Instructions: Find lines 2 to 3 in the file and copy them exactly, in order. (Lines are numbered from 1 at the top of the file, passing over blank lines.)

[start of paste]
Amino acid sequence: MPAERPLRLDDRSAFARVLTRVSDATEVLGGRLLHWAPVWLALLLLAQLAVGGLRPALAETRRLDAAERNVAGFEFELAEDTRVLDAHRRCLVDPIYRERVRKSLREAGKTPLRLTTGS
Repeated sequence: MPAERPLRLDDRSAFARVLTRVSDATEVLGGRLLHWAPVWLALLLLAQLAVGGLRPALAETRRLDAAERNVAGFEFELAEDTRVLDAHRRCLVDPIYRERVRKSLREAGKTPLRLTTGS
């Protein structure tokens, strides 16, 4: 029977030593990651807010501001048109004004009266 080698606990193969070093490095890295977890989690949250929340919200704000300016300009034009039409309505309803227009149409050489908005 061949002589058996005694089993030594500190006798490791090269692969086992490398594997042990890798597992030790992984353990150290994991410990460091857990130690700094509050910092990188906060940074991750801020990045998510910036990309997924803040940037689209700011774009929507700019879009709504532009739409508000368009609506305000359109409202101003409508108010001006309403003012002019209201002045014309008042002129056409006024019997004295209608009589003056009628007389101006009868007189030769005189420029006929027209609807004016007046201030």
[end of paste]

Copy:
Repeated sequence: MPAERPLRLDDRSAFARVLTRVSDATEVLGGRLLHWAPVWLALLLLAQLAVGGLRPALAETRRLDAAERNVAGFEFELAEDTRVLDAHRRCLVDPIYRERVRKSLREAGKTPLRLTTGS
């Protein structure tokens, strides 16, 4: 029977030593990651807010501001048109004004009266 080698606990193969070093490095890295977890989690949250929340919200704000300016300009034009039409309505309803227009149409050489908005 061949002589058996005694089993030594500190006798490791090269692969086992490398594997042990890798597992030790992984353990150290994991410990460091857990130690700094509050910092990188906060940074991750801020990045998510910036990309997924803040940037689209700011774009929507700019879009709504532009739409508000368009609506305000359109409202101003409508108010001006309403003012002019209201002045014309008042002129056409006024019997004295209608009589003056009628007389101006009868007189030769005189420029006929027209609807004016007046201030």